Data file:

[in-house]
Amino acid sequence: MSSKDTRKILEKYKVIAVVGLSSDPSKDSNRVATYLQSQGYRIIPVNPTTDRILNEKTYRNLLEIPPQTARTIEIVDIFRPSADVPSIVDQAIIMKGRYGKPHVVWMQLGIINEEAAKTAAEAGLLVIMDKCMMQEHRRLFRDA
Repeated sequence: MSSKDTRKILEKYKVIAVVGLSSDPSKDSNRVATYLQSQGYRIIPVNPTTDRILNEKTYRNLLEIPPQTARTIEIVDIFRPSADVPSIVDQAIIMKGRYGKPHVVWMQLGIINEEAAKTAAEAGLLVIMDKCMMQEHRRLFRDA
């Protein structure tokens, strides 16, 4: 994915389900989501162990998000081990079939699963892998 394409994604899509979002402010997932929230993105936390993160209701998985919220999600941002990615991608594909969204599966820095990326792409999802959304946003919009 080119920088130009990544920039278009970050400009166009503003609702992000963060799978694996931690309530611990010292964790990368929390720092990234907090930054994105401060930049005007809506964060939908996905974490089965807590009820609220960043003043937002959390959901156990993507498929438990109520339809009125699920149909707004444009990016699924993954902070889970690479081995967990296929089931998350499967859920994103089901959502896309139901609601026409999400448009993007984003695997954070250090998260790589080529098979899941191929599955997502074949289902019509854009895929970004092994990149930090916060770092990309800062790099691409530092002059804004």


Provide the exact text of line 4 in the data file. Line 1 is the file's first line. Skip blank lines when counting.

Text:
């Protein structure tokens, strides 16, 4: 994915389900989501162990998000081990079939699963892998 394409994604899509979002402010997932929230993105936390993160209701998985919220999600941002990615991608594909969204599966820095990326792409999802959304946003919009 080119920088130009990544920039278009970050400009166009503003609702992000963060799978694996931690309530611990010292964790990368929390720092990234907090930054994105401060930049005007809506964060939908996905974490089965807590009820609220960043003043937002959390959901156990993507498929438990109520339809009125699920149909707004444009990016699924993954902070889970690479081995967990296929089931998350499967859920994103089901959502896309139901609601026409999400448009993007984003695997954070250090998260790589080529098979899941191929599955997502074949289902019509854009895929970004092994990149930090916060770092990309800062790099691409530092002059804004």